BUSINESSES across Cork have been adapting to Covid-19 guidelines and this Valentine’s Day is no different.
Shops, restaurants, cafes, and hotels have found ways to make up for losses from what is usually a very busy weekend.
The staff at the Celtic Ross Hotel, like the rest of the hospitality sector, have adapted their business to mark a Valentine’s Day like no other, given the restrictions of the Covid-19 lockdown.
The hotel has created takeaway ‘meal kits’ for customers to enjoy Valentine’s Day dinner at home, or, as general manager Neil Grant described it: To enjoy “a night out, in”.
A few days before February 14, the hotel had sold out of the kits.
However, despite the great response, this year’s Valentine’s Day celebrations will be very different.
Mr Grant said there has been a slight drop in the numbers of customers celebrating Valentine’s Day.
Last year, however, was one of the busiest Valentine’s Days.
The hotel held a Valentine’s Day event with live music and had between 40 and 50 people for dinner, in one area of the hotel, in addition to their bar and bistro, which can seat about 200 people.
“It was probably one of the strongest Valentine’s night-Valentine’s weekends we had in years, last year, so actually, it kicked us off quite nicely for what we thought was going to be a busy season,” said Mr Grant.
This year, the hotel will have about a third of the staff in the kitchen, prepping the boxes, and a “skeleton” team, compared to up 40 to 50 staff at this time of year typically.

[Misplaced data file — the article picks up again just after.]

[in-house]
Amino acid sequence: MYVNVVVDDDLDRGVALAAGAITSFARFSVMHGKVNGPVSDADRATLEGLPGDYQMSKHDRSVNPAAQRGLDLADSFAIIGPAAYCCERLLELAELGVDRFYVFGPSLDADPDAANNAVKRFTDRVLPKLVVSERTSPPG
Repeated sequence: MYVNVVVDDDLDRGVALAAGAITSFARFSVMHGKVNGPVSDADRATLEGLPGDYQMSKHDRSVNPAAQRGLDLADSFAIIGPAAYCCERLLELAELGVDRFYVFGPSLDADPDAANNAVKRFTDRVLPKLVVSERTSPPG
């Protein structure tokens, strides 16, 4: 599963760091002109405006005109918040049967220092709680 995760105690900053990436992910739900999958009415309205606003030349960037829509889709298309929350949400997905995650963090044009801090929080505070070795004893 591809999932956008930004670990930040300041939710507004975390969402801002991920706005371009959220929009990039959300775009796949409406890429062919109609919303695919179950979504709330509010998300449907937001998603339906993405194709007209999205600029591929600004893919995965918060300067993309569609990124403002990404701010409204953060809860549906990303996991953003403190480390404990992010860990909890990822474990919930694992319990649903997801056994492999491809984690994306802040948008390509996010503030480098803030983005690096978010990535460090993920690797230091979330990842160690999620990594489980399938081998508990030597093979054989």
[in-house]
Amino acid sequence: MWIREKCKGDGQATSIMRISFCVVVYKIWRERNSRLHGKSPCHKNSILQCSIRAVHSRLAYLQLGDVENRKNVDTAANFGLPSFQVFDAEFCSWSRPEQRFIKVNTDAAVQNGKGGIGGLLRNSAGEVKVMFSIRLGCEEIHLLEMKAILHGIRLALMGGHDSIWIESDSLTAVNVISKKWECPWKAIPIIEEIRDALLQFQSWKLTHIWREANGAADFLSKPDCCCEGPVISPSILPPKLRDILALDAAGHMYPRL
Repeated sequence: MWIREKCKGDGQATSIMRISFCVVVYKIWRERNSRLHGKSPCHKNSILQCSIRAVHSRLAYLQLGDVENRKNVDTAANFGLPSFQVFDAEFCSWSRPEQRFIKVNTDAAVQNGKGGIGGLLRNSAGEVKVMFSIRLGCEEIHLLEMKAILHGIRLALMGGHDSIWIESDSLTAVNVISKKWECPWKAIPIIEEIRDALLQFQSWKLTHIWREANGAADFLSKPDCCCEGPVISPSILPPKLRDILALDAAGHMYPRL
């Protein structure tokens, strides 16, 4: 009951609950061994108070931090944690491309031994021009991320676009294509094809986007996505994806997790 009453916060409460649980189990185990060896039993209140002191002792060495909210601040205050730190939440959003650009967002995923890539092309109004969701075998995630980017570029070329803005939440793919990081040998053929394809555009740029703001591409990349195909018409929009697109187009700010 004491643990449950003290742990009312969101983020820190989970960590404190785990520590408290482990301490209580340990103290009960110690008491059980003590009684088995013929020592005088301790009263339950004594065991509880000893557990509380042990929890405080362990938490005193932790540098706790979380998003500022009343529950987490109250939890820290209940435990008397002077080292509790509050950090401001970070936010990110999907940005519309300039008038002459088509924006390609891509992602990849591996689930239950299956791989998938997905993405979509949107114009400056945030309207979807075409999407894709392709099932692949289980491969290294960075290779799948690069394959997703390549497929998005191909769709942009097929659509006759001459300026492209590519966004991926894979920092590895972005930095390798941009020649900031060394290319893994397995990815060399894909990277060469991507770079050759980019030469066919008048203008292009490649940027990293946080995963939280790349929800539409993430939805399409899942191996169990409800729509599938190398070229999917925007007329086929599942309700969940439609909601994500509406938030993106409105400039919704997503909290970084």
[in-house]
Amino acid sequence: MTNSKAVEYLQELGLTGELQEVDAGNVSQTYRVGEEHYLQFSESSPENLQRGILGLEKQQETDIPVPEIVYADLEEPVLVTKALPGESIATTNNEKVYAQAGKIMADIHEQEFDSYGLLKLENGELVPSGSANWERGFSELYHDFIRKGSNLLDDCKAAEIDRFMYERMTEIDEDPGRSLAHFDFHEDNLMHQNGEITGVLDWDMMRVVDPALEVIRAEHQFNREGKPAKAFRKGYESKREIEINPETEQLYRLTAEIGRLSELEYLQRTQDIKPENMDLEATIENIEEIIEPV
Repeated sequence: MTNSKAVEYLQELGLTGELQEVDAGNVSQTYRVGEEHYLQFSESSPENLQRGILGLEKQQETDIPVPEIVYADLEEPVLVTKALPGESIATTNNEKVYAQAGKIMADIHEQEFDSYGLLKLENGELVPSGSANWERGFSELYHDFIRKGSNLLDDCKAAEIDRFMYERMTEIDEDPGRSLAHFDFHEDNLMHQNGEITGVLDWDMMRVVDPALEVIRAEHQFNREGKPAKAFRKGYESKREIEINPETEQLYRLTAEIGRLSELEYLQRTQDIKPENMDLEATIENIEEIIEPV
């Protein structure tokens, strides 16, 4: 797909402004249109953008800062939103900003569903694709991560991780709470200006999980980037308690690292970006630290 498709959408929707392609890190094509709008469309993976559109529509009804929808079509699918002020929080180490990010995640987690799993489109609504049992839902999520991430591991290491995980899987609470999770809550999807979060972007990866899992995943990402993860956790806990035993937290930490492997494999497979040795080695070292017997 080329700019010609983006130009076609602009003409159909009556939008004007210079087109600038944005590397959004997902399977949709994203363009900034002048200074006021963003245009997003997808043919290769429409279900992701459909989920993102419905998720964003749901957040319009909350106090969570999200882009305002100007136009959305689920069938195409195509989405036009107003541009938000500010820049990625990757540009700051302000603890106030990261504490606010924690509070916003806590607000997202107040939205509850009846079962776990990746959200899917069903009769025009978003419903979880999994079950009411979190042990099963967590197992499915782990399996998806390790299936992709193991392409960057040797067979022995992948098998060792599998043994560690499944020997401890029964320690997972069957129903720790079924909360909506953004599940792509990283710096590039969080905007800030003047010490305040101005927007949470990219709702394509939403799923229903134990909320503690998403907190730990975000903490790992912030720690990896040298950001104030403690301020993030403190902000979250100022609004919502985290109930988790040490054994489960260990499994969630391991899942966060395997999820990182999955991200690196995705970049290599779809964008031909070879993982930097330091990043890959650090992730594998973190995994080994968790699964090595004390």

The Kingsley Hotel has also been implementing new ideas to celebrate what would, every other year, be “an important” and “very busy” occasion.
“It would probably be in and around about 200 covers on Valentine’s night itself and then, obviously, if it wasn’t falling on a Friday or Saturday night, the closest Friday and Saturday as well,” said the hotel’s general manager, Fergal Harte.
Last year, Valentine’s Day was busy for the Kingsley Hotel and it would, ordinarily, be almost fully booked for the weekend around February 14.
“There always would have been a nice atmosphere, generally speaking. Because of the facilities here, we attract kind of a wide range of clientele; you would have people of all ages coming to celebrate Valentine’s and we would have done a glass of Prosecco with dinner; we would have had flowers and all that,” he said.
To adhere to the restrictions of social distancing, the Kingsley, like every other hotel, has thought of innovative alternatives for the occasion.
“Because it is a big loss to us, in terms of what we would normally do, we have had to come up with some innovative ideas,” said Mr Harte.
This year, the Kingsley has been running competitions for Valentine’s Day and has also had a great response to its range of Valentine-themed vouchers.
Meanwhile, for the Cork Flower Studio, things have never been busier.
According to Justine Looney, staff have been “up the walls” with orders this year and particularly ahead of Valentine’s Day.
Ms Looney said that, in a normal year, Christmas is the busiest time, but that Valentine’s Day is a close second.
By Wednesday of this week, the Douglas St store had almost sold out their Valentine’s Day flowers.
“We’ve sold out of red roses at this stage, but we have some offerings left; for how long, I’m not sure,” said Ms Looney.
Despite operating solely online and through deliveries, the flower studio had been inundated with orders.
“It’s definitely as busy, if not busier [than last year].
“Our main thing this year is that we don’t have our click and collect, so we are, obviously, under a lot more pressure now to get things out on delivery.”
While they have always had an online store, this year the business has ‘bloomed’.
“We’ve noticed a massive increase in business since the pandemic started.”
“We’ve actually never been busier,” added Ms Looney.